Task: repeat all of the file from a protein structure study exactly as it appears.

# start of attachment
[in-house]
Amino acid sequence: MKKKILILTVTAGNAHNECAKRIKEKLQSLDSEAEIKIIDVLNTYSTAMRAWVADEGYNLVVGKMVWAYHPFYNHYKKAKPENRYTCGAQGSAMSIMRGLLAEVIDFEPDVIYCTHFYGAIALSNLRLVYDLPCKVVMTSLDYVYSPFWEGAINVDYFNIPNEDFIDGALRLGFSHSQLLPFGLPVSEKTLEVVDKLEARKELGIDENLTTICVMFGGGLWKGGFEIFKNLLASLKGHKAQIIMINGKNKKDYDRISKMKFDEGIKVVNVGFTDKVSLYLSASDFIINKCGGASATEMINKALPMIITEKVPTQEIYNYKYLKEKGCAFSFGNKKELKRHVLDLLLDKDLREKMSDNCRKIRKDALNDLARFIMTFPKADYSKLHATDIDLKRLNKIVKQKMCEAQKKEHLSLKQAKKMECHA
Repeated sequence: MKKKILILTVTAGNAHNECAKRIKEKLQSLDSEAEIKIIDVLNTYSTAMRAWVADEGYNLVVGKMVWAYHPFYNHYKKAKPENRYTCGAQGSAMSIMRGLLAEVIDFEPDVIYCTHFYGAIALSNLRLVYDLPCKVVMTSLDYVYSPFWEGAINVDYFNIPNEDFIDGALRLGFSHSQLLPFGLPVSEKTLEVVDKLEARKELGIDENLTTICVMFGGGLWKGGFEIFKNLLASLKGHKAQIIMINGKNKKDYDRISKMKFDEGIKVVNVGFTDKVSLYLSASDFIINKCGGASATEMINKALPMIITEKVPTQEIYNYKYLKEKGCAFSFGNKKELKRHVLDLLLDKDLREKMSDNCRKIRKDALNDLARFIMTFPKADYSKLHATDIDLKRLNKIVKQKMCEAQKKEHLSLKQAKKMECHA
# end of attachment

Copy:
[in-house]
Amino acid sequence: MKKKILILTVTAGNAHNECAKRIKEKLQSLDSEAEIKIIDVLNTYSTAMRAWVADEGYNLVVGKMVWAYHPFYNHYKKAKPENRYTCGAQGSAMSIMRGLLAEVIDFEPDVIYCTHFYGAIALSNLRLVYDLPCKVVMTSLDYVYSPFWEGAINVDYFNIPNEDFIDGALRLGFSHSQLLPFGLPVSEKTLEVVDKLEARKELGIDENLTTICVMFGGGLWKGGFEIFKNLLASLKGHKAQIIMINGKNKKDYDRISKMKFDEGIKVVNVGFTDKVSLYLSASDFIINKCGGASATEMINKALPMIITEKVPTQEIYNYKYLKEKGCAFSFGNKKELKRHVLDLLLDKDLREKMSDNCRKIRKDALNDLARFIMTFPKADYSKLHATDIDLKRLNKIVKQKMCEAQKKEHLSLKQAKKMECHA
Repeated sequence: MKKKILILTVTAGNAHNECAKRIKEKLQSLDSEAEIKIIDVLNTYSTAMRAWVADEGYNLVVGKMVWAYHPFYNHYKKAKPENRYTCGAQGSAMSIMRGLLAEVIDFEPDVIYCTHFYGAIALSNLRLVYDLPCKVVMTSLDYVYSPFWEGAINVDYFNIPNEDFIDGALRLGFSHSQLLPFGLPVSEKTLEVVDKLEARKELGIDENLTTICVMFGGGLWKGGFEIFKNLLASLKGHKAQIIMINGKNKKDYDRISKMKFDEGIKVVNVGFTDKVSLYLSASDFIINKCGGASATEMINKALPMIITEKVPTQEIYNYKYLKEKGCAFSFGNKKELKRHVLDLLLDKDLREKMSDNCRKIRKDALNDLARFIMTFPKADYSKLHATDIDLKRLNKIVKQKMCEAQKKEHLSLKQAKKMECHA